At fourth in the Western Conference this season, it's difficult to say the Los Angeles Clippers are vastly underachieving.
But at 13-10, they're much closer to the rest of the West than they are to the San Antonio Spurs (18-5) and the Golden State Warriors (24-0). The Clippers were supposed to be in that echelon this season, but things haven't gone as planned.
Following their most recent loss, a 83-80 defeat by way of the Chicago Bulls, Chris Paul voiced his displeasure with his team's play thus far, via the Orange County Register:
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As the O.C. Register points out, the Clippers' statistical profile is far worse than it has been in recent seasons.
But that's not what happened after Thursday's loss to the Chicago Bulls, when one of the Clippers' leaders was asked about facing a "struggling" Brooklyn Nets team on Saturday.
"We're struggling, too," Chris Paul said.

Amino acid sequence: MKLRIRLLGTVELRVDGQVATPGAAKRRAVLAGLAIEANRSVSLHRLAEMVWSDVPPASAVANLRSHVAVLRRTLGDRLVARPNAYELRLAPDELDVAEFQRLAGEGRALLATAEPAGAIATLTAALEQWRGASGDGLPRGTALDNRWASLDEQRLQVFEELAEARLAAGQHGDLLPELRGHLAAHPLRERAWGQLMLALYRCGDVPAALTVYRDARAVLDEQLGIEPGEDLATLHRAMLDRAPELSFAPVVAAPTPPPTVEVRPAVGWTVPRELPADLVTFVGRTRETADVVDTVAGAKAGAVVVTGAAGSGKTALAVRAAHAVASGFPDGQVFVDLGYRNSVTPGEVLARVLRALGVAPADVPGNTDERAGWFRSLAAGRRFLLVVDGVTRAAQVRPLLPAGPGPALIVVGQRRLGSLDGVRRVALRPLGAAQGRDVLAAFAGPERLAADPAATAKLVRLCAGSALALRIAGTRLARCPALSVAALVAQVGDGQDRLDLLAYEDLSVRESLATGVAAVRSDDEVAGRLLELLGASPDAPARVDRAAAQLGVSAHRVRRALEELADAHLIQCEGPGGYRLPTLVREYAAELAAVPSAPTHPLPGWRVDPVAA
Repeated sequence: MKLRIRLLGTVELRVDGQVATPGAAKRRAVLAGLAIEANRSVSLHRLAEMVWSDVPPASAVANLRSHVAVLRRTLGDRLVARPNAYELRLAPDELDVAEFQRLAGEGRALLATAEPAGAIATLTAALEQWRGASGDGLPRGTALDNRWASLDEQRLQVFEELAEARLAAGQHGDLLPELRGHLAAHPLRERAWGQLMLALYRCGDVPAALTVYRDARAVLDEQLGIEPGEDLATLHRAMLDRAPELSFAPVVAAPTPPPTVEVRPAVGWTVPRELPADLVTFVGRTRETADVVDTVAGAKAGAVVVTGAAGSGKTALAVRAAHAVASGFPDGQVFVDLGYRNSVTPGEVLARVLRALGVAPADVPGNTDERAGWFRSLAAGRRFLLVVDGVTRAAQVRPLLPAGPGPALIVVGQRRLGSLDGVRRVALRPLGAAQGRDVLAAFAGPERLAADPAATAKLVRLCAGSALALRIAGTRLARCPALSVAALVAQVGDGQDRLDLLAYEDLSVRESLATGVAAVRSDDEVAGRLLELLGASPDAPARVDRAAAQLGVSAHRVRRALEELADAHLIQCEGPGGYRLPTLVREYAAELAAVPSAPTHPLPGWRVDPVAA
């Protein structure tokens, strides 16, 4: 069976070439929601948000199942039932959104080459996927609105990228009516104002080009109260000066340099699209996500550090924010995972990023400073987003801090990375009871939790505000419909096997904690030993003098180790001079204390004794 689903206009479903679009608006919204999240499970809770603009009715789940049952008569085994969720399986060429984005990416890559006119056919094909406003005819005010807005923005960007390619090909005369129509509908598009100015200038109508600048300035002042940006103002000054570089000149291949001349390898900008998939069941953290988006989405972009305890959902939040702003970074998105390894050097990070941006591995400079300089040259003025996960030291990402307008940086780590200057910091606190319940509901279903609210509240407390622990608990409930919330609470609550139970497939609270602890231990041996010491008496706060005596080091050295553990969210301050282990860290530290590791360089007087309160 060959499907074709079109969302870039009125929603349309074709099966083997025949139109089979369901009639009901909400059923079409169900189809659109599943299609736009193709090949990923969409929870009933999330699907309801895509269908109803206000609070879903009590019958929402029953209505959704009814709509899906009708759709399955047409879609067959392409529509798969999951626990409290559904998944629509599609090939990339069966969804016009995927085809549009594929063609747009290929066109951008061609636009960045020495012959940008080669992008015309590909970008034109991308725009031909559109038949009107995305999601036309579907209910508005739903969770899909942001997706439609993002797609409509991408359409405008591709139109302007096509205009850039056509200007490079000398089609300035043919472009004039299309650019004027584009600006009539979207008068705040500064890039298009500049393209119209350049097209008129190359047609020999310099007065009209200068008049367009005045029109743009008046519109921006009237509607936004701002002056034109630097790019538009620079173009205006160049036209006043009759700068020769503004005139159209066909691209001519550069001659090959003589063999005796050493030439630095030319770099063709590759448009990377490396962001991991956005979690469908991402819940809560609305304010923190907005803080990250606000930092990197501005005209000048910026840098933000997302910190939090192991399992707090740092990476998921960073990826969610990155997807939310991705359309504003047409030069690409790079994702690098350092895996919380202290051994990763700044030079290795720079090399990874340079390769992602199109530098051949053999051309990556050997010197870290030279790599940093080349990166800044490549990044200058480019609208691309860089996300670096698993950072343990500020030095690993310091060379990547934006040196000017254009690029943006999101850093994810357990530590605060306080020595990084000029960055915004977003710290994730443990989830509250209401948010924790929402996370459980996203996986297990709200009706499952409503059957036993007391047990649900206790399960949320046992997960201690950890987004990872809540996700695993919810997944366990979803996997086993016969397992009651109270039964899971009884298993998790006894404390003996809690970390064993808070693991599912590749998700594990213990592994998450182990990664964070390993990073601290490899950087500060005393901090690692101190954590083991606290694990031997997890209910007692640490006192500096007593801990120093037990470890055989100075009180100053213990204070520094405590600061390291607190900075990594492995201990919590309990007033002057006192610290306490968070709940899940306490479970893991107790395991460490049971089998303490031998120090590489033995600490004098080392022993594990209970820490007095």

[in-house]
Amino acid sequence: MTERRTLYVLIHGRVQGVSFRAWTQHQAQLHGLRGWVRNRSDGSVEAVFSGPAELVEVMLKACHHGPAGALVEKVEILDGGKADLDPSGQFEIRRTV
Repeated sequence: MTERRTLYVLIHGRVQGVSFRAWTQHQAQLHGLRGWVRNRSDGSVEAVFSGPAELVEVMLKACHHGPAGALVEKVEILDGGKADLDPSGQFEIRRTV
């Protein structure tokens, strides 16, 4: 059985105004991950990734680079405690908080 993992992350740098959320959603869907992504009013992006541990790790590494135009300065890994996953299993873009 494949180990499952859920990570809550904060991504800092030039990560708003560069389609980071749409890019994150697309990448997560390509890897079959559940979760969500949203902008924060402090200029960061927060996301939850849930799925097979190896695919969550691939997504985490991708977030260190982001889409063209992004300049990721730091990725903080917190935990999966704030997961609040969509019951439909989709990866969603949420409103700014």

The Clippers are 13-10, currently the No. 4 seed in the West; the Nets are 7-15, second-to-last in the Eastern Conference.
And, Paul thinks these teams are similar.
He might've just been frustrated with the loss. He might've been bummed out about a sluggish performance, a bunch of easy shots missed and a lost opportunity to steal a win.
Or, he might've been speaking a deeper truth that's bubbling under the surface. Maybe, this means that more than a quarter of the way through the NBA season, and the Clippers know they're not very good.
In the Chris Paul era, the Clippers have never finished worse than fourth in offensive efficiency, or put up less than 108.5 points per 100 possessions. Right now they're 10th in offensive efficiency, averaging just 105.5 points per 100 possessions.
Moreover, the Clips are 16th in the NBA in defensive rating and 25th in defensive rebound percentage, suggesting that not only do they not get stops, but even if they do, they're giving up a bunch of offensive rebounds and second-chance points.
The Clippers' aging core simply isn't shooting the ball well or defending adequately, and it's left open the possibility that this core's best years are behind them, no matter how much better Blake Griffin or DeAndre Jordan get.
They might not be as bad as the Nets, but the Clippers aren't themselves and, right now, they're not true contenders.